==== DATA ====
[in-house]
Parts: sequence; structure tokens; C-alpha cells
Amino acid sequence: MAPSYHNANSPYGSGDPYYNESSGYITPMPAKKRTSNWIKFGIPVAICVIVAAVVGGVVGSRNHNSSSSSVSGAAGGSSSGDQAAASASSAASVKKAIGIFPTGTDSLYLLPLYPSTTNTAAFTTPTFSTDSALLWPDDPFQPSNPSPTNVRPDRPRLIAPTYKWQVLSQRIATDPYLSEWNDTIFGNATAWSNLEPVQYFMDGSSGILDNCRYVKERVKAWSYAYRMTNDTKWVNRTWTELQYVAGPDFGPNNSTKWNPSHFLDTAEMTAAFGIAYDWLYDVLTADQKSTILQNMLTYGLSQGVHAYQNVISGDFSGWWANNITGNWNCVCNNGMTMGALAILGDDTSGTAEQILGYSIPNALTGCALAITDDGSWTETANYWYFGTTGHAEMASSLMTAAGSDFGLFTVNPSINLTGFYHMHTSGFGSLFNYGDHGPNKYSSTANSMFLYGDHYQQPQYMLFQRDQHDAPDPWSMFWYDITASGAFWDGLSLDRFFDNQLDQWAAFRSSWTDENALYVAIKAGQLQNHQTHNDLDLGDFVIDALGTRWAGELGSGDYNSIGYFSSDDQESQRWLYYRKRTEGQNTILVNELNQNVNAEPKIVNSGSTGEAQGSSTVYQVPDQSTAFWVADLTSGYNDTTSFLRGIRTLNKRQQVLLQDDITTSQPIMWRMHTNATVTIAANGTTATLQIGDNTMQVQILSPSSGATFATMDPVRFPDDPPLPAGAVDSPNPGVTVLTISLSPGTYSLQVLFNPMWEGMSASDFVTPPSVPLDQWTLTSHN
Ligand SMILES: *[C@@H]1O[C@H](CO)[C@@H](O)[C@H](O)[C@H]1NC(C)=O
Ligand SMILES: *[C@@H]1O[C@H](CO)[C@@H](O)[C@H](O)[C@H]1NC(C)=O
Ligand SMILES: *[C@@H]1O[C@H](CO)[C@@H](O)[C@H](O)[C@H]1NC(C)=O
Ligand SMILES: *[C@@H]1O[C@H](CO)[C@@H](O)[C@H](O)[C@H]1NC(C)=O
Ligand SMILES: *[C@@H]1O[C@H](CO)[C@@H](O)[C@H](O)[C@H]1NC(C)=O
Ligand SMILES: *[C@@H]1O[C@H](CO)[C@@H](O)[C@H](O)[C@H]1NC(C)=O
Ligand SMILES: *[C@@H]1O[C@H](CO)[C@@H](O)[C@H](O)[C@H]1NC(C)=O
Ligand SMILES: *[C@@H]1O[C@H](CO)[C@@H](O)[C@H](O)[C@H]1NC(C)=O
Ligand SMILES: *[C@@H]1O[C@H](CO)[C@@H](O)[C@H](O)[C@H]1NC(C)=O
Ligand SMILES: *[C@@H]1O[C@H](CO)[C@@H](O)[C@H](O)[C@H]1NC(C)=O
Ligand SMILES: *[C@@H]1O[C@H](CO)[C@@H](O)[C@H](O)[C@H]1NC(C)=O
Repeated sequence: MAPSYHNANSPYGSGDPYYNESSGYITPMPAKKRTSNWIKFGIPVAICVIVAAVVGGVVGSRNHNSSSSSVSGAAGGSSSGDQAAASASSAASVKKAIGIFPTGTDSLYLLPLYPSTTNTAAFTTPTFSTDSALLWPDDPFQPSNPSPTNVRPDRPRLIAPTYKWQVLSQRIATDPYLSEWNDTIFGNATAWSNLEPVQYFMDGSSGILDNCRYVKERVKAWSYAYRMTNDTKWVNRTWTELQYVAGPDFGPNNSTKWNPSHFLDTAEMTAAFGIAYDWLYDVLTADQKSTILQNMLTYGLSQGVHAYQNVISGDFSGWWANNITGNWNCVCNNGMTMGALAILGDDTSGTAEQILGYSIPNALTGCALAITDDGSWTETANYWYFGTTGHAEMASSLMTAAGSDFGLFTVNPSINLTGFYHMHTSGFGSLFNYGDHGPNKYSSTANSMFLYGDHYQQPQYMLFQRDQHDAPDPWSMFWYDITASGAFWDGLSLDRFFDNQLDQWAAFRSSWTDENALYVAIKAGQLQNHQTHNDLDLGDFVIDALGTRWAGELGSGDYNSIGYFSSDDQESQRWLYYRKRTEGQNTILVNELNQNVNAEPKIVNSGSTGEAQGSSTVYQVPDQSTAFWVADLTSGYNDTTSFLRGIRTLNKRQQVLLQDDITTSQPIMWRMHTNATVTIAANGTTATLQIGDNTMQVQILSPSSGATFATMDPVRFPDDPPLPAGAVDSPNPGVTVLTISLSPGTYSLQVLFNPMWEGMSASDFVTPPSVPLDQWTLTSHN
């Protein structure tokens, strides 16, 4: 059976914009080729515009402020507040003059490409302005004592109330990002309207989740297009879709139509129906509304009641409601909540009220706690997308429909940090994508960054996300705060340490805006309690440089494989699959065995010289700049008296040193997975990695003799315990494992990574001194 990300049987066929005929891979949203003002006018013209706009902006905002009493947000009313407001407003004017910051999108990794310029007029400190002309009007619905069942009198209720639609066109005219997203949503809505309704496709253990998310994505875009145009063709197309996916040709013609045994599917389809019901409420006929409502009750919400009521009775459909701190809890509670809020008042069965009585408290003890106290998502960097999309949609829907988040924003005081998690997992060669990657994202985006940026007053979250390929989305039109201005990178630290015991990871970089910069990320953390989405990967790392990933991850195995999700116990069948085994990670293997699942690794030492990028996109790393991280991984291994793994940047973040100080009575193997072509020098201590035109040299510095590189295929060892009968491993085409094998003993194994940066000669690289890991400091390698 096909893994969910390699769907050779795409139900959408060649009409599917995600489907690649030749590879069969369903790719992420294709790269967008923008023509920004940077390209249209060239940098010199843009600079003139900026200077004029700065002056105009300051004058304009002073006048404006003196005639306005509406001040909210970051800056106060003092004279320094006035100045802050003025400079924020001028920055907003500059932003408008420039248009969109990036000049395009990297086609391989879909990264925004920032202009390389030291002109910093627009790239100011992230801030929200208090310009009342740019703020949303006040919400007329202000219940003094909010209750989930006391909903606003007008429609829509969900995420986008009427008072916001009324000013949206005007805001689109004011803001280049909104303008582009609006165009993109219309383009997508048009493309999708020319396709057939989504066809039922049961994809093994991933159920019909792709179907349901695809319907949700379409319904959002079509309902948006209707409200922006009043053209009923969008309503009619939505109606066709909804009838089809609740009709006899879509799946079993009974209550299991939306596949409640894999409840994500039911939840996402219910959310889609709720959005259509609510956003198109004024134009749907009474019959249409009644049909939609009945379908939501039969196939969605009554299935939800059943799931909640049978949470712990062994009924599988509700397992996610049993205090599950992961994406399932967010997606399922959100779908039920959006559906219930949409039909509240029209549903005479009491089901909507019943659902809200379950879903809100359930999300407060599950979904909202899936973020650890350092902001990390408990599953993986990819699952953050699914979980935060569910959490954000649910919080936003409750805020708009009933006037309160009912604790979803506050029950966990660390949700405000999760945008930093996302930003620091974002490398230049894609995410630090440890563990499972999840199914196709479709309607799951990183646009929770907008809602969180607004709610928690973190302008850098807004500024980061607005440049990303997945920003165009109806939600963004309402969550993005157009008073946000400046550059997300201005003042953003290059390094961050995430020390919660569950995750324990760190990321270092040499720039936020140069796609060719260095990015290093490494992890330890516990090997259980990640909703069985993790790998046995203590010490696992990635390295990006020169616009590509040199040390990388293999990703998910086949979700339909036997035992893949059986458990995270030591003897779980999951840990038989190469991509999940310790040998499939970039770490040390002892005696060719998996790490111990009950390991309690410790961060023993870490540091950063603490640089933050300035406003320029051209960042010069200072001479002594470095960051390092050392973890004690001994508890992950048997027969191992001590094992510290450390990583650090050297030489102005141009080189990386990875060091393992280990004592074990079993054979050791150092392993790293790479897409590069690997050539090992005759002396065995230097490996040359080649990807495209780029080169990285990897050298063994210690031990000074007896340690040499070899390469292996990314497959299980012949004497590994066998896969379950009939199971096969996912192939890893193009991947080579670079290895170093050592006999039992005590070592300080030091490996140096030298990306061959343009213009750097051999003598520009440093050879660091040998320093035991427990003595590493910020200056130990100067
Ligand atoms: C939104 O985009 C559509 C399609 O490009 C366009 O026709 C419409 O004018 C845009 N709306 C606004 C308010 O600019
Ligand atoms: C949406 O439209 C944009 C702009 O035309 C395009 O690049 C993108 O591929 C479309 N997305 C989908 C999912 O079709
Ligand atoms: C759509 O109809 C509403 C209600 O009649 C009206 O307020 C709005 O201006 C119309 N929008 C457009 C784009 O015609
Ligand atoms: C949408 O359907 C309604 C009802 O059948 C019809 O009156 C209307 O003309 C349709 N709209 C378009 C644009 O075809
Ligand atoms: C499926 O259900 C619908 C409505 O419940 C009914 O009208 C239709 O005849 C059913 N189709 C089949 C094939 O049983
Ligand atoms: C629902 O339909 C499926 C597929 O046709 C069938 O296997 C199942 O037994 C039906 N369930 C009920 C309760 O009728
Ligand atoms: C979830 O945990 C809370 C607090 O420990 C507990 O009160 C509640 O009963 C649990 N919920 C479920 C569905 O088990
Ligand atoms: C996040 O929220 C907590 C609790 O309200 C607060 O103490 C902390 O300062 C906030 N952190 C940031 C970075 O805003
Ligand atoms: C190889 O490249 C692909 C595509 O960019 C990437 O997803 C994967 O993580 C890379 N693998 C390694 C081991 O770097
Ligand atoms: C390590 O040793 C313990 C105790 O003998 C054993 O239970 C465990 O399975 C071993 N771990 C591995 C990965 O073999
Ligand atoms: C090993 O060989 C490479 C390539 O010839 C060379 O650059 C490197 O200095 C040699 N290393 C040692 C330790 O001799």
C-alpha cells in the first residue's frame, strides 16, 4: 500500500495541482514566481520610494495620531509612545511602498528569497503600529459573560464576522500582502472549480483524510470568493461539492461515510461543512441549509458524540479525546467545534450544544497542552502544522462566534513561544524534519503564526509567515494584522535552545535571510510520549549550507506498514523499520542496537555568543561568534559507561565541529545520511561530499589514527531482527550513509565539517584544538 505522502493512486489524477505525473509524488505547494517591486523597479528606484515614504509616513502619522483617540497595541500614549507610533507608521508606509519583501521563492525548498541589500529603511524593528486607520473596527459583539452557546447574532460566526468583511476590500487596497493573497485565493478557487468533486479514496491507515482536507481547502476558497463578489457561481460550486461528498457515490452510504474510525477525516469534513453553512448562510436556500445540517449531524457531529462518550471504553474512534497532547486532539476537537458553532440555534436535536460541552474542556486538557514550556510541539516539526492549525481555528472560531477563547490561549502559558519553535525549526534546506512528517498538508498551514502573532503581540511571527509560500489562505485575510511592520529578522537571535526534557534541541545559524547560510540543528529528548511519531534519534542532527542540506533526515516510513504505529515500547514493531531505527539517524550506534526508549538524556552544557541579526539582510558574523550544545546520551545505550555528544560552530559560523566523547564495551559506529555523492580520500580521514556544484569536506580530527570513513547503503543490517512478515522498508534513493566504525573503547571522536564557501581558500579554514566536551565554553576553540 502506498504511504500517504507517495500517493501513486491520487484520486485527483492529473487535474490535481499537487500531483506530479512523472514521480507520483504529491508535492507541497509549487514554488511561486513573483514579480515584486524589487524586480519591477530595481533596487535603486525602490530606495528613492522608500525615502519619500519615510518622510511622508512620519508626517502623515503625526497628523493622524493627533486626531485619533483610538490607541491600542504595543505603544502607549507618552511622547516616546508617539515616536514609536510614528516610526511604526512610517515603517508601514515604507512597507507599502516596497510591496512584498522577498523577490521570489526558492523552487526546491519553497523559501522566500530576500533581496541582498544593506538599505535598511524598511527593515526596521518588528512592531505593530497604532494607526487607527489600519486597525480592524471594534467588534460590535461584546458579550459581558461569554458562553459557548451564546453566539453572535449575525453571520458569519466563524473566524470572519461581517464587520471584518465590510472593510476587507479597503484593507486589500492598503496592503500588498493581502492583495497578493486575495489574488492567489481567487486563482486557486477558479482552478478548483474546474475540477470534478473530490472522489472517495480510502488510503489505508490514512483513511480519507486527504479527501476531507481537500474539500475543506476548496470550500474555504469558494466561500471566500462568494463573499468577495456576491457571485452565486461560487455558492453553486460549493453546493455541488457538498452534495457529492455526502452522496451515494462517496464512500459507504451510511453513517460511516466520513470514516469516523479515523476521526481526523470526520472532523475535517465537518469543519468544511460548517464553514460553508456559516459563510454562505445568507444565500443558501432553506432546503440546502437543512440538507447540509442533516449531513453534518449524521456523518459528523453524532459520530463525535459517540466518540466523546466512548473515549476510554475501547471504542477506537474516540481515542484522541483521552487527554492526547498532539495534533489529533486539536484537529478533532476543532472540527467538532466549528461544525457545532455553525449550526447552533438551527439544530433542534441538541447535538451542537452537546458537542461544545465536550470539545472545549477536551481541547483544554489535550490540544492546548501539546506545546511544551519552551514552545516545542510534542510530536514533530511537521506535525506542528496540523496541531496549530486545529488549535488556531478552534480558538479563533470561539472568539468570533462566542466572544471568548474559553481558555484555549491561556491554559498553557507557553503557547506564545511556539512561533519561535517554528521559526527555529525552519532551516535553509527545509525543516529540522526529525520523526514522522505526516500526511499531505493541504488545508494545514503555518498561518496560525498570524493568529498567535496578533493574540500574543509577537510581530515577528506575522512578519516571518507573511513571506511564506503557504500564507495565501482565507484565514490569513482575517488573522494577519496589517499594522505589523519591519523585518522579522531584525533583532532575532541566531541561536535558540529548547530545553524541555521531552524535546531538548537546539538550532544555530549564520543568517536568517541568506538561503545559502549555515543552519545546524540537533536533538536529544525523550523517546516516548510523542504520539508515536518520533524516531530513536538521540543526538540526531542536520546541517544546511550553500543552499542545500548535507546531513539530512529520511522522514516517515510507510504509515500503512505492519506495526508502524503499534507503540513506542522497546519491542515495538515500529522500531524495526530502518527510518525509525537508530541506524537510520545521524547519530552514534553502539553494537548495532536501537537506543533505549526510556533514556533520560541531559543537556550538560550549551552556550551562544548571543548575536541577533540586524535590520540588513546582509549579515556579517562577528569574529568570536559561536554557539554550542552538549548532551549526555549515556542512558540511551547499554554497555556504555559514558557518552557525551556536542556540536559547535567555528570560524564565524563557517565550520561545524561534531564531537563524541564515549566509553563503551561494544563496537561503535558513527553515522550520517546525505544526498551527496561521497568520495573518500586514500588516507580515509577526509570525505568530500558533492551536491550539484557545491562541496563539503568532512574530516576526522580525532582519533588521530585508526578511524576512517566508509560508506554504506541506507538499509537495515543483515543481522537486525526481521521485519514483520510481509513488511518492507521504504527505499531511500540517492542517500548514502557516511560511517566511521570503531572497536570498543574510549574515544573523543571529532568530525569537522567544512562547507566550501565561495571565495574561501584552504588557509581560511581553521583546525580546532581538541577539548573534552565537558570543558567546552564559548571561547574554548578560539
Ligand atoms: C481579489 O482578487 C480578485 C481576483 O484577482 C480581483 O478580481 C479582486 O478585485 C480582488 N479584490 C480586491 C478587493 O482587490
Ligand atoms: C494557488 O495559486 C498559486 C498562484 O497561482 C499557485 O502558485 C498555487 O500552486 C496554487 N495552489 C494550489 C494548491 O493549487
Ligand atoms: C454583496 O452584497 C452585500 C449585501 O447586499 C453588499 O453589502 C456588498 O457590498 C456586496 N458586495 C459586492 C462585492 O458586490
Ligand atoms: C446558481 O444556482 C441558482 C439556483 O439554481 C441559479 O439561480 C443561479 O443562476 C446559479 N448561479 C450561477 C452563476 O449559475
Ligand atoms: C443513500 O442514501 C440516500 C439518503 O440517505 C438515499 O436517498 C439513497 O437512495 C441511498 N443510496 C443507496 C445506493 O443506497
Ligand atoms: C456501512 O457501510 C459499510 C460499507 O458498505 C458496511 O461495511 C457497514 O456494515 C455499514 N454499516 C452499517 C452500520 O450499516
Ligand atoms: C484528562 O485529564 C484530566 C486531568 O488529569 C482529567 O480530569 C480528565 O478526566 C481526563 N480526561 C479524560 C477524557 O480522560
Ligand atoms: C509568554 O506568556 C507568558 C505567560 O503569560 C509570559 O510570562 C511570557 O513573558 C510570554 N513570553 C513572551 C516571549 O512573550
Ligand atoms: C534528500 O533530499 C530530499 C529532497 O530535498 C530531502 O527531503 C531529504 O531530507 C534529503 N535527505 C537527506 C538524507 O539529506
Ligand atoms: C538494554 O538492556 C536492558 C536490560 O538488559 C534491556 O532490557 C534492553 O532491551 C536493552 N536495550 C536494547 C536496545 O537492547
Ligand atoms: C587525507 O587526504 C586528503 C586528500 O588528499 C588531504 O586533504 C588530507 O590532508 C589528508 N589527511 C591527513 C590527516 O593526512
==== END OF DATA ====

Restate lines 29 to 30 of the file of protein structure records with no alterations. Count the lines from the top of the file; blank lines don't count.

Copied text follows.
Ligand atoms: C481579489 O482578487 C480578485 C481576483 O484577482 C480581483 O478580481 C479582486 O478585485 C480582488 N479584490 C480586491 C478587493 O482587490
Ligand atoms: C494557488 O495559486 C498559486 C498562484 O497561482 C499557485 O502558485 C498555487 O500552486 C496554487 N495552489 C494550489 C494548491 O493549487